The History of Our Movement
Through the Oral History Project, the Mises Institute is preserving the personal recollections and wisdom of the great men and women of our movement for the students and scholars of the future. Mises Institute faculty sat down this year to discuss the past and the future with champions of the Austrian tradition including economist Leland B. Yeager and Mises’s long-time assistant Bettina Bien Greaves. These are two of the many life stories we hope to record. The recorded interviews will be archived on mises.org and transcribed to text so they will be easily accessible, searchable, and usable to researchers everywhere.
In February, David Gordon spoke with the foremost historian of classical liberalism, Ralph Raico, about his life and career, including insights into the views and personalities of Rand, Hayek, and Rothbard. David Gordon provides a bit of a sneak peek at the Raico interview (below).
Raico grew up in the Bronx, but in contrast with the leftist views common in his family’s apartment building and neighborhood, he acquired from an early age a sympathetic grasp of the isolationist wing of the Republican Party. In high school, he joined Youth for Taft, where he encountered George Reisman. While still in high school, Raico and Reisman became interested in Mises, and Raico describes their hilarious attempt to meet Mises, in the guise of door-to-door salesmen for The Freeman.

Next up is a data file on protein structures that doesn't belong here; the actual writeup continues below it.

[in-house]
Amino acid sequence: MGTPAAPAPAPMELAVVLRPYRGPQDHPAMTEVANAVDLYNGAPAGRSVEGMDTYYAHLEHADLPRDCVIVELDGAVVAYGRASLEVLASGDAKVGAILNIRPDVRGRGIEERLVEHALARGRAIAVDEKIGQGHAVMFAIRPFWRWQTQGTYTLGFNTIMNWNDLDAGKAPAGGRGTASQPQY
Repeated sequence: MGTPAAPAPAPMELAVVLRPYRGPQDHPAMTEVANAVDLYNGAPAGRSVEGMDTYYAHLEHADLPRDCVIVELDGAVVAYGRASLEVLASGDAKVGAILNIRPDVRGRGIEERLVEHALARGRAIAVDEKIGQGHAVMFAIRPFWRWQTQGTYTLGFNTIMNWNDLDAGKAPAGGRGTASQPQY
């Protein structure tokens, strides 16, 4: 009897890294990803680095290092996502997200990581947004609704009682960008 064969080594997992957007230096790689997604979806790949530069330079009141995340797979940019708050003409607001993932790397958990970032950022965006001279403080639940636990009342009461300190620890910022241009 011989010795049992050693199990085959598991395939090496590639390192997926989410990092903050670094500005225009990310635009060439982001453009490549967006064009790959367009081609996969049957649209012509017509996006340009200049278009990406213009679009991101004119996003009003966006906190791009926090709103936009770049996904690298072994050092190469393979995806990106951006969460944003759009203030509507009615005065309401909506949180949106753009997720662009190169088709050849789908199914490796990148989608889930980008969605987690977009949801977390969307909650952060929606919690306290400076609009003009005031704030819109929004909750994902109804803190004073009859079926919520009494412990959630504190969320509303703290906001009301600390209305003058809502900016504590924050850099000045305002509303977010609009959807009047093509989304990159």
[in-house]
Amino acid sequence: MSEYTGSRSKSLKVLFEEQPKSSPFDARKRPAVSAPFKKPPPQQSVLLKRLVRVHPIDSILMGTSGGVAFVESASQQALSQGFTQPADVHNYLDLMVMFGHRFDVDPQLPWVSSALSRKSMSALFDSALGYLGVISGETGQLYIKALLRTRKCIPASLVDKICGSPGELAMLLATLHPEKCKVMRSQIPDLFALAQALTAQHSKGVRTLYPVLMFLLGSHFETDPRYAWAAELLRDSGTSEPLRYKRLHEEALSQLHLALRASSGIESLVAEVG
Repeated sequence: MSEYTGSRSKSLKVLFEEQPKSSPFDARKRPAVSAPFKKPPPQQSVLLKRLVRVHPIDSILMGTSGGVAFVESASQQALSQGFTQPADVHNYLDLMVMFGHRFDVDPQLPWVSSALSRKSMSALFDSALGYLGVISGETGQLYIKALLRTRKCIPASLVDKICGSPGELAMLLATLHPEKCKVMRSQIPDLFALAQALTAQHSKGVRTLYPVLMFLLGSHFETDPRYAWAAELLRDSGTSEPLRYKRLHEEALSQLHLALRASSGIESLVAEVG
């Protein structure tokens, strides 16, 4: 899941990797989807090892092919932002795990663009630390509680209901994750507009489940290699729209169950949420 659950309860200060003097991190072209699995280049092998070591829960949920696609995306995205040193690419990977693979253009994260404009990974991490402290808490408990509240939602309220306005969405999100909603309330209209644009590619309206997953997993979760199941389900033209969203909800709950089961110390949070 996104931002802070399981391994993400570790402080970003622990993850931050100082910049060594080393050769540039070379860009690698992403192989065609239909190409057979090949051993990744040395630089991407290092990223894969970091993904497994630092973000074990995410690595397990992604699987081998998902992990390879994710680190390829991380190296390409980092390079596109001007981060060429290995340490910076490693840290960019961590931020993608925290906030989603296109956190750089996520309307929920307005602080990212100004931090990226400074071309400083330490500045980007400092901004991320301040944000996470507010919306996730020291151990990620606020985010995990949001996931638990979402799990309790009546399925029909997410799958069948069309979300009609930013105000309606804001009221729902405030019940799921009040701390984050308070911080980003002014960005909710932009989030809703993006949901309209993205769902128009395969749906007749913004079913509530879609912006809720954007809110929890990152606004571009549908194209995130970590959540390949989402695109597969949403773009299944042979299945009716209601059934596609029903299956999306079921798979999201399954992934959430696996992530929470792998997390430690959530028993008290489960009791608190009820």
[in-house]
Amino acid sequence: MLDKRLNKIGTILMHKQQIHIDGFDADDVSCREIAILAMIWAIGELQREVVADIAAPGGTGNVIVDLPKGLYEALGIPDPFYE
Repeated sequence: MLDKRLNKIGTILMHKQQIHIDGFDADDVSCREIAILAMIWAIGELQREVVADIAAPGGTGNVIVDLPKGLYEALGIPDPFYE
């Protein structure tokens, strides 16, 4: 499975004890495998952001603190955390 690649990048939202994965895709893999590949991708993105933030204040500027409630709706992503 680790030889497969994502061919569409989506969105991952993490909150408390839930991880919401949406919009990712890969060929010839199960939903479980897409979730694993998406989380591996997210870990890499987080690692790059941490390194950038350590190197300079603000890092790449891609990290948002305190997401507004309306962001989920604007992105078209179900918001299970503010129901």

The attempt failed, but they soon were able to join Mises’s famous seminar at New York University. Here Raico met someone who became one of the dominant intellectual influences on his life—Murray Rothbard. The incredible range of Rothbard’s scholarship, as well as his enthusiasm and humor, impressed Raico deeply. Rothbard was the first person Raico had met who defended “a fully voluntary society—nudge, nudge.”
Raico, along with Reisman, Ronald Hamowy, and several others, became members of the Circle Bastiat and met regularly with Rothbard. When Ayn Rand’s Atlas Shrugged appeared in 1957, Rothbard and his followers met for a while with Rand and her group, “The Collective,” but Rothbard and the Randians soon clashed. He refused their demand that he divorce his wife Joey, who had committed the unpardonable sin of being a Christian.
Raico did his graduate work at the Committee on Social Thought of the University of Chicago, with Friedrich Hayek as his major professor. He found Hayek “more interested in his own research than teaching” and, although friendly, somewhat remote. While at Chicago, he founded the New Individualist Review, which became one of the best of all classical-liberal journals. He was able to attract such luminaries as Hayek and Milton Friedman to contribute.
Listeners to the recording will catch the nostalgia Raico feels for his first teaching position at Wabash College; the quality of the students there was never matched in his later career at Buffalo State College. Raico also describes his many trips to Europe, and listeners will especially enjoy his account of the Gaudi buildings in Barcelona. While in Europe, he lectured widely. Raico became the foremost expert on the history of nineteenth-century German liberalism and published Classical Liberalism and the Austrian School.
Like Rothbard, Raico has been very closely associated with the Mises Institute. The recording conveys a clear impression of Raico’s intelligence and wit.
Listening to it is almost like meeting Ralph Raico in person.
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James M. Rodney, Yousif Almoayyed, Anonymous, T.J. and Ida Goss, Keith M. Harnish, Drs. Hans-Hermann Hoppe and Guelcin Imre Hoppe, Richard J. Kossmann, M.D., Thomas McGinn, Francis M. Powers, Jr., M.D., Paul F. Peppard, Walter Riley, G. Keith Smith, M.D., Dr. Thomas L. Wenck, Jonathan Wilcox, and Walter F. Woodul III.